There are lots of different metrics that can help us to understand how our content is performing. But, some metrics are far more insightful than others; they are the engagement metrics that share an insight into our audience's behavior beyond the download, subscribe or follow.
They help us to work out if people are actually consuming our content…in other words if they care and if they will go on to take the action that we desire.
This is incredibly important because it gives content creators the opportunity to grow and learn from these numbers. Nobody's perfect and there is always room for improvement. Engagement metrics just make it easier to pinpoint exactly what needs improving.
So, how do we find out whether our audience is listening, watching or reading all of our content? If clicks, views and downloads don’t tell us the whole story, what does?
I’m going to share the best engagement metrics for podcasts, video, social media and email. Once you have the important metrics, you can take steps to improve your content, focus on what your audience loves and even figure out what content to repurpose!
For more on what you can learn from this episode and article, hit play on the video trailer below:
You can listen to the podcast episode below, or keep reading...
Follower, subscriber and download numbers are important but they tend to be vanity measures that don’t really tell us a lot about how our audience is behaving or how our content is performing.
Engagement metrics reveal detailed data about how and if our content is being consumed.
That's not to say that everything is determined by metrics, but they provide you with valuable information to point you in the right direction and tell you what’s working and what isn’t.
Your ultimate goal when it comes to content creation is most likely to gain a following, raise awareness, sell a service or product and help people. It can be difficult to know if you are hitting that goal just on vanity metrics like clicks, views and downloads. This is why engagement metrics are important, they help you to effectively set and achieve content goals.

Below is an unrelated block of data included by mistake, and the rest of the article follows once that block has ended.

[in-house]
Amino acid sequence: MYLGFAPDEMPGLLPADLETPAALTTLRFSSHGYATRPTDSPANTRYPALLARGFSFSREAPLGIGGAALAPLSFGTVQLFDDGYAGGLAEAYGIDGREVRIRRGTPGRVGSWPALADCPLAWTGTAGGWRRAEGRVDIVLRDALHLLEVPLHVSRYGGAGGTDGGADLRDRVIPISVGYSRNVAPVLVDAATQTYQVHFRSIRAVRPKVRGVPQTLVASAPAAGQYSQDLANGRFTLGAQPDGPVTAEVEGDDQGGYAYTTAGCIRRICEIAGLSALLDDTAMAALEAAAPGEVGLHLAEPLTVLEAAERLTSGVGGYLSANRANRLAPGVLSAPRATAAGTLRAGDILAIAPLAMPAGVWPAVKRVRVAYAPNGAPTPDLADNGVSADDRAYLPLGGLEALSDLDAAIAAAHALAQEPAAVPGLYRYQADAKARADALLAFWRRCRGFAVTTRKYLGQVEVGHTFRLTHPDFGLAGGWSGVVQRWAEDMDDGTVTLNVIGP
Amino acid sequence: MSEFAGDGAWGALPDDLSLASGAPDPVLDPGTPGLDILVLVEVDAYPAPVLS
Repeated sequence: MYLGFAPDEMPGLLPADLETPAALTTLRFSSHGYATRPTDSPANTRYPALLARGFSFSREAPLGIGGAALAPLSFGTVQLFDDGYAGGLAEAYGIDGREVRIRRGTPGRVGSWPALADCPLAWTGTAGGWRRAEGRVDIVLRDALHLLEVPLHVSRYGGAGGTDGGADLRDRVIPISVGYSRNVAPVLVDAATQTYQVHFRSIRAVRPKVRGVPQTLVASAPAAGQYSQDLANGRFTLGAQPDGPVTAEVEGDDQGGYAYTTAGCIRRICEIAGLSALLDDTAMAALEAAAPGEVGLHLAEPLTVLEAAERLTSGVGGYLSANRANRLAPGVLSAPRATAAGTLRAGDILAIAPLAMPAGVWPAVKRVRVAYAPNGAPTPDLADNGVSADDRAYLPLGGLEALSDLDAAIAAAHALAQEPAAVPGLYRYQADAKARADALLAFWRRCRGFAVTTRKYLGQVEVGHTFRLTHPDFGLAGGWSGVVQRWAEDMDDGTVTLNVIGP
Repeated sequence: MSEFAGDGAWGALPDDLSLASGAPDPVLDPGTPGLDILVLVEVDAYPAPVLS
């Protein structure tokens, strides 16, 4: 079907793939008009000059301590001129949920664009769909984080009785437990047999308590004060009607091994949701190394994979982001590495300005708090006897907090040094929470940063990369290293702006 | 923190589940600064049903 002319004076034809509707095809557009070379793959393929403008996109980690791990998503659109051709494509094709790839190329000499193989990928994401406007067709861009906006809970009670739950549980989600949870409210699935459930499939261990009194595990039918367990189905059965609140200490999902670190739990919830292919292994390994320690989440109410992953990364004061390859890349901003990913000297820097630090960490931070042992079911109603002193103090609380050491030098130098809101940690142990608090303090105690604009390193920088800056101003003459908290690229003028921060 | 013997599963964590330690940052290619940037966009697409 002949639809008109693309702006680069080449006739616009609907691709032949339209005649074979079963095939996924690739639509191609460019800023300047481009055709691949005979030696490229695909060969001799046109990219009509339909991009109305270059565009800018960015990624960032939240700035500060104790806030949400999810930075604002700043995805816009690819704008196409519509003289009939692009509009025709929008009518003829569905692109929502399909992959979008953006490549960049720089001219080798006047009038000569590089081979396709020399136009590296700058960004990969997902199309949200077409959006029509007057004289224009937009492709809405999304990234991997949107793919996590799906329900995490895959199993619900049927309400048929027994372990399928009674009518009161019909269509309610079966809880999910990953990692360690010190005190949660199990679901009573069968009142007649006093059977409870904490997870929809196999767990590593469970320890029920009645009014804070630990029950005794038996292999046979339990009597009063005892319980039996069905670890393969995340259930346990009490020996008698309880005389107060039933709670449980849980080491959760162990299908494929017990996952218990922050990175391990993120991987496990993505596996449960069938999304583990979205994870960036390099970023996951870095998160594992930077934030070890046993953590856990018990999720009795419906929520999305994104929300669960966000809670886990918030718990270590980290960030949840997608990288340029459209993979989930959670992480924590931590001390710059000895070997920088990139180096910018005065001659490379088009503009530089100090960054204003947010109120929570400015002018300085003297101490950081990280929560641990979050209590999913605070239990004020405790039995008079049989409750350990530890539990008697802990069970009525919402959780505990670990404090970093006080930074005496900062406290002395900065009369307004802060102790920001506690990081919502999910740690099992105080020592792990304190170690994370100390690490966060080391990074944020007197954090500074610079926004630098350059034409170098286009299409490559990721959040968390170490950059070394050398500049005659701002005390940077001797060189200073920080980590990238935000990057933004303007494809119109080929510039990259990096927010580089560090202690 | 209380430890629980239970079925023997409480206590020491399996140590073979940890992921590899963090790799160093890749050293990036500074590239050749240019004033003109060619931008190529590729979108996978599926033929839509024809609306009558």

In episode 87 I discussed metrics and other great ways to measure the effectiveness of your content repurposing. I mentioned how these metrics can tell you if people are truly consuming all of your content. Now it’s time to go more in-depth and discover what metrics apply to your content and how to check them.
Did you know that podcast downloads aren’t the only metric you should be looking at? There are actually far more helpful statistics out there that will help you to determine how much of the podcast your audience are listening to, how loyal they are and so much more!
A subscriber to your podcast gets an auto-download onto their device as soon as a podcast episode is released. You don’t want to count every download as a listen as some people might only tune in for a few seconds whilst others might not listen at all!
So, you shouldn’t be so quick to count downloads as a metric of success because they don't tell you the full story.
Thankfully, using metrics can help you to work out if people listened to your podcast episode, and if so, how much of it.